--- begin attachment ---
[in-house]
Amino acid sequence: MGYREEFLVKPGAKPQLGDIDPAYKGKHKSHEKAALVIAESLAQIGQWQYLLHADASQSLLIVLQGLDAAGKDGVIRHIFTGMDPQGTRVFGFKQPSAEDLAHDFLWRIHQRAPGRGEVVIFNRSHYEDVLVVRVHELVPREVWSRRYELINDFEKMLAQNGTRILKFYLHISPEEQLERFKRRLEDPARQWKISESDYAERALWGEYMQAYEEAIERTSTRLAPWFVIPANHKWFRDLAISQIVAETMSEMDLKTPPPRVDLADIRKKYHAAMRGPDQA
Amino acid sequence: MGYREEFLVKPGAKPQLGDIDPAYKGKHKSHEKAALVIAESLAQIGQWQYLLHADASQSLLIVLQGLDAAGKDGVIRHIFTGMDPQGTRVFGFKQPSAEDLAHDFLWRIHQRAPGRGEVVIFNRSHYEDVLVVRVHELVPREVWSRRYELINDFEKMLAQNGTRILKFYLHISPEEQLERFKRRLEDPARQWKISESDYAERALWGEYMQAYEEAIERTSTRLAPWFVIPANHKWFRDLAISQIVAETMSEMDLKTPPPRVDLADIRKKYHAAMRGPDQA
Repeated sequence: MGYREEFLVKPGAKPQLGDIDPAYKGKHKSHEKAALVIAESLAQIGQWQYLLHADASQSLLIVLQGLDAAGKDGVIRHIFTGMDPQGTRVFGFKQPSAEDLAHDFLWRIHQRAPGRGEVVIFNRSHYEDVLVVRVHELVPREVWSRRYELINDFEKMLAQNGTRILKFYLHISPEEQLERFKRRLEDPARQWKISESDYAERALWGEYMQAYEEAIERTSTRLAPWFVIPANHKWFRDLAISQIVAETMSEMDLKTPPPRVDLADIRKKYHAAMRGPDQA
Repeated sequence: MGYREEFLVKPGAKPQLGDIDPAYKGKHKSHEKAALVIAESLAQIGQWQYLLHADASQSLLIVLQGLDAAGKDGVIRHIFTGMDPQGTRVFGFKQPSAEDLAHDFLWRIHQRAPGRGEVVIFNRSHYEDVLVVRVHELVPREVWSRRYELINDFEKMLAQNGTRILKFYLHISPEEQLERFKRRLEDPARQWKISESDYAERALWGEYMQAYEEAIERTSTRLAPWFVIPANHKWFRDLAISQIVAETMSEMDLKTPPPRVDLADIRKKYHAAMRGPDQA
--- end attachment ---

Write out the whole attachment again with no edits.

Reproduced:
[in-house]
Amino acid sequence: MGYREEFLVKPGAKPQLGDIDPAYKGKHKSHEKAALVIAESLAQIGQWQYLLHADASQSLLIVLQGLDAAGKDGVIRHIFTGMDPQGTRVFGFKQPSAEDLAHDFLWRIHQRAPGRGEVVIFNRSHYEDVLVVRVHELVPREVWSRRYELINDFEKMLAQNGTRILKFYLHISPEEQLERFKRRLEDPARQWKISESDYAERALWGEYMQAYEEAIERTSTRLAPWFVIPANHKWFRDLAISQIVAETMSEMDLKTPPPRVDLADIRKKYHAAMRGPDQA
Amino acid sequence: MGYREEFLVKPGAKPQLGDIDPAYKGKHKSHEKAALVIAESLAQIGQWQYLLHADASQSLLIVLQGLDAAGKDGVIRHIFTGMDPQGTRVFGFKQPSAEDLAHDFLWRIHQRAPGRGEVVIFNRSHYEDVLVVRVHELVPREVWSRRYELINDFEKMLAQNGTRILKFYLHISPEEQLERFKRRLEDPARQWKISESDYAERALWGEYMQAYEEAIERTSTRLAPWFVIPANHKWFRDLAISQIVAETMSEMDLKTPPPRVDLADIRKKYHAAMRGPDQA
Repeated sequence: MGYREEFLVKPGAKPQLGDIDPAYKGKHKSHEKAALVIAESLAQIGQWQYLLHADASQSLLIVLQGLDAAGKDGVIRHIFTGMDPQGTRVFGFKQPSAEDLAHDFLWRIHQRAPGRGEVVIFNRSHYEDVLVVRVHELVPREVWSRRYELINDFEKMLAQNGTRILKFYLHISPEEQLERFKRRLEDPARQWKISESDYAERALWGEYMQAYEEAIERTSTRLAPWFVIPANHKWFRDLAISQIVAETMSEMDLKTPPPRVDLADIRKKYHAAMRGPDQA
Repeated sequence: MGYREEFLVKPGAKPQLGDIDPAYKGKHKSHEKAALVIAESLAQIGQWQYLLHADASQSLLIVLQGLDAAGKDGVIRHIFTGMDPQGTRVFGFKQPSAEDLAHDFLWRIHQRAPGRGEVVIFNRSHYEDVLVVRVHELVPREVWSRRYELINDFEKMLAQNGTRILKFYLHISPEEQLERFKRRLEDPARQWKISESDYAERALWGEYMQAYEEAIERTSTRLAPWFVIPANHKWFRDLAISQIVAETMSEMDLKTPPPRVDLADIRKKYHAAMRGPDQA